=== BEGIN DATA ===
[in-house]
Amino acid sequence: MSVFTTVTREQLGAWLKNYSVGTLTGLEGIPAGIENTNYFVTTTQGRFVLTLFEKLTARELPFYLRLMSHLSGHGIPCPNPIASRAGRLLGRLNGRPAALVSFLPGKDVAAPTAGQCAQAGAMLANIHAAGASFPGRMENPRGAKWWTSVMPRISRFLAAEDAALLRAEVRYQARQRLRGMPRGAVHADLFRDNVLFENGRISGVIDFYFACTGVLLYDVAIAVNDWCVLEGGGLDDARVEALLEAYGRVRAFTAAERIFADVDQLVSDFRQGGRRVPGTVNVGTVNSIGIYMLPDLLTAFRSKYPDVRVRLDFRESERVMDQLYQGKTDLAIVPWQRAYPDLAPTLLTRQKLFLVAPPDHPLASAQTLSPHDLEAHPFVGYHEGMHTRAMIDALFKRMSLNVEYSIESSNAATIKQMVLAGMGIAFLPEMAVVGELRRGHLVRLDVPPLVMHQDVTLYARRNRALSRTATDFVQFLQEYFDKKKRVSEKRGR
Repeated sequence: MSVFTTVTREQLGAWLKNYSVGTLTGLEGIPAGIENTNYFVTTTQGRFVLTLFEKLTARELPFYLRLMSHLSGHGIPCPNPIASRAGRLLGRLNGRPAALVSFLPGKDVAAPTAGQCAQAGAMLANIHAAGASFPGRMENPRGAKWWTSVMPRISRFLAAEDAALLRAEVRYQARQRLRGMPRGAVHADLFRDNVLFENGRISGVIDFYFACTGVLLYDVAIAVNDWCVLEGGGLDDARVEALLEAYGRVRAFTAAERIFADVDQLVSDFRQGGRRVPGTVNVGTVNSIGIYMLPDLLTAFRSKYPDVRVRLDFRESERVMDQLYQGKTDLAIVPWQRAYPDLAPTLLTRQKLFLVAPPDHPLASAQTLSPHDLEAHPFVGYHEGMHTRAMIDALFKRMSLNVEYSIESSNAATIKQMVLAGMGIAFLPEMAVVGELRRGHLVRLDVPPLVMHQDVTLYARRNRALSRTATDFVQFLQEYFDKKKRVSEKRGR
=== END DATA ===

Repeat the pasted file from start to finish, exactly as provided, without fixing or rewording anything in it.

[in-house]
Amino acid sequence: MSVFTTVTREQLGAWLKNYSVGTLTGLEGIPAGIENTNYFVTTTQGRFVLTLFEKLTARELPFYLRLMSHLSGHGIPCPNPIASRAGRLLGRLNGRPAALVSFLPGKDVAAPTAGQCAQAGAMLANIHAAGASFPGRMENPRGAKWWTSVMPRISRFLAAEDAALLRAEVRYQARQRLRGMPRGAVHADLFRDNVLFENGRISGVIDFYFACTGVLLYDVAIAVNDWCVLEGGGLDDARVEALLEAYGRVRAFTAAERIFADVDQLVSDFRQGGRRVPGTVNVGTVNSIGIYMLPDLLTAFRSKYPDVRVRLDFRESERVMDQLYQGKTDLAIVPWQRAYPDLAPTLLTRQKLFLVAPPDHPLASAQTLSPHDLEAHPFVGYHEGMHTRAMIDALFKRMSLNVEYSIESSNAATIKQMVLAGMGIAFLPEMAVVGELRRGHLVRLDVPPLVMHQDVTLYARRNRALSRTATDFVQFLQEYFDKKKRVSEKRGR
Repeated sequence: MSVFTTVTREQLGAWLKNYSVGTLTGLEGIPAGIENTNYFVTTTQGRFVLTLFEKLTARELPFYLRLMSHLSGHGIPCPNPIASRAGRLLGRLNGRPAALVSFLPGKDVAAPTAGQCAQAGAMLANIHAAGASFPGRMENPRGAKWWTSVMPRISRFLAAEDAALLRAEVRYQARQRLRGMPRGAVHADLFRDNVLFENGRISGVIDFYFACTGVLLYDVAIAVNDWCVLEGGGLDDARVEALLEAYGRVRAFTAAERIFADVDQLVSDFRQGGRRVPGTVNVGTVNSIGIYMLPDLLTAFRSKYPDVRVRLDFRESERVMDQLYQGKTDLAIVPWQRAYPDLAPTLLTRQKLFLVAPPDHPLASAQTLSPHDLEAHPFVGYHEGMHTRAMIDALFKRMSLNVEYSIESSNAATIKQMVLAGMGIAFLPEMAVVGELRRGHLVRLDVPPLVMHQDVTLYARRNRALSRTATDFVQFLQEYFDKKKRVSEKRGR